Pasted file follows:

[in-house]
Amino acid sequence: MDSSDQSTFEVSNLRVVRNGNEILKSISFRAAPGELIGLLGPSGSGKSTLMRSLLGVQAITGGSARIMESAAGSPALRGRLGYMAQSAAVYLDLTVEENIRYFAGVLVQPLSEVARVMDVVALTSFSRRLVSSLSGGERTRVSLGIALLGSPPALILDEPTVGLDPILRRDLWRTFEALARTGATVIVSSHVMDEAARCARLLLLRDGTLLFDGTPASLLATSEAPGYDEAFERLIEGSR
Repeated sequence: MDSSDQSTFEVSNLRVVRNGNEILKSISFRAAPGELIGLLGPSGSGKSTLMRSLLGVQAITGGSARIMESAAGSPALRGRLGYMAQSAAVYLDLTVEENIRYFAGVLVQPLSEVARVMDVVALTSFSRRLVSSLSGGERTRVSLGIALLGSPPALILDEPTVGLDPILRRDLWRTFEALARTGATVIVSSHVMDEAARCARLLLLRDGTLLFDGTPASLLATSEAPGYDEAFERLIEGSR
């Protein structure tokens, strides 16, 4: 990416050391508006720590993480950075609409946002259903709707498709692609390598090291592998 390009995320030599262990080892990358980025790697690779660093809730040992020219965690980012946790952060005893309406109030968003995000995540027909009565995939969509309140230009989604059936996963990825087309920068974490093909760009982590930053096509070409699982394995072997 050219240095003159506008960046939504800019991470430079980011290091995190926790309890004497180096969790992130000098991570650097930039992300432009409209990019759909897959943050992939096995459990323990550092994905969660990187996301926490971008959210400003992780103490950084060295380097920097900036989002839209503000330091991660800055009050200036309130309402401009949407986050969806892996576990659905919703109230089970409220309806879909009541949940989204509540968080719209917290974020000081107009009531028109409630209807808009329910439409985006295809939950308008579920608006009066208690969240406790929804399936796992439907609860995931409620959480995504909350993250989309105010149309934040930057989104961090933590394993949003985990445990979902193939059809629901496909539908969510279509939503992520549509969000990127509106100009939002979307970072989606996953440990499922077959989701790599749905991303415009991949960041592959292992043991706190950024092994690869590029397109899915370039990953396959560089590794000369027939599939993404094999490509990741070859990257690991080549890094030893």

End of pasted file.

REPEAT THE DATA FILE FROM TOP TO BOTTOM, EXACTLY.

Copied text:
[in-house]
Amino acid sequence: MDSSDQSTFEVSNLRVVRNGNEILKSISFRAAPGELIGLLGPSGSGKSTLMRSLLGVQAITGGSARIMESAAGSPALRGRLGYMAQSAAVYLDLTVEENIRYFAGVLVQPLSEVARVMDVVALTSFSRRLVSSLSGGERTRVSLGIALLGSPPALILDEPTVGLDPILRRDLWRTFEALARTGATVIVSSHVMDEAARCARLLLLRDGTLLFDGTPASLLATSEAPGYDEAFERLIEGSR
Repeated sequence: MDSSDQSTFEVSNLRVVRNGNEILKSISFRAAPGELIGLLGPSGSGKSTLMRSLLGVQAITGGSARIMESAAGSPALRGRLGYMAQSAAVYLDLTVEENIRYFAGVLVQPLSEVARVMDVVALTSFSRRLVSSLSGGERTRVSLGIALLGSPPALILDEPTVGLDPILRRDLWRTFEALARTGATVIVSSHVMDEAARCARLLLLRDGTLLFDGTPASLLATSEAPGYDEAFERLIEGSR
């Protein structure tokens, strides 16, 4: 990416050391508006720590993480950075609409946002259903709707498709692609390598090291592998 390009995320030599262990080892990358980025790697690779660093809730040992020219965690980012946790952060005893309406109030968003995000995540027909009565995939969509309140230009989604059936996963990825087309920068974490093909760009982590930053096509070409699982394995072997 050219240095003159506008960046939504800019991470430079980011290091995190926790309890004497180096969790992130000098991570650097930039992300432009409209990019759909897959943050992939096995459990323990550092994905969660990187996301926490971008959210400003992780103490950084060295380097920097900036989002839209503000330091991660800055009050200036309130309402401009949407986050969806892996576990659905919703109230089970409220309806879909009541949940989204509540968080719209917290974020000081107009009531028109409630209807808009329910439409985006295809939950308008579920608006009066208690969240406790929804399936796992439907609860995931409620959480995504909350993250989309105010149309934040930057989104961090933590394993949003985990445990979902193939059809629901496909539908969510279509939503992520549509969000990127509106100009939002979307970072989606996953440990499922077959989701790599749905991303415009991949960041592959292992043991706190950024092994690869590029397109899915370039990953396959560089590794000369027939599939993404094999490509990741070859990257690991080549890094030893």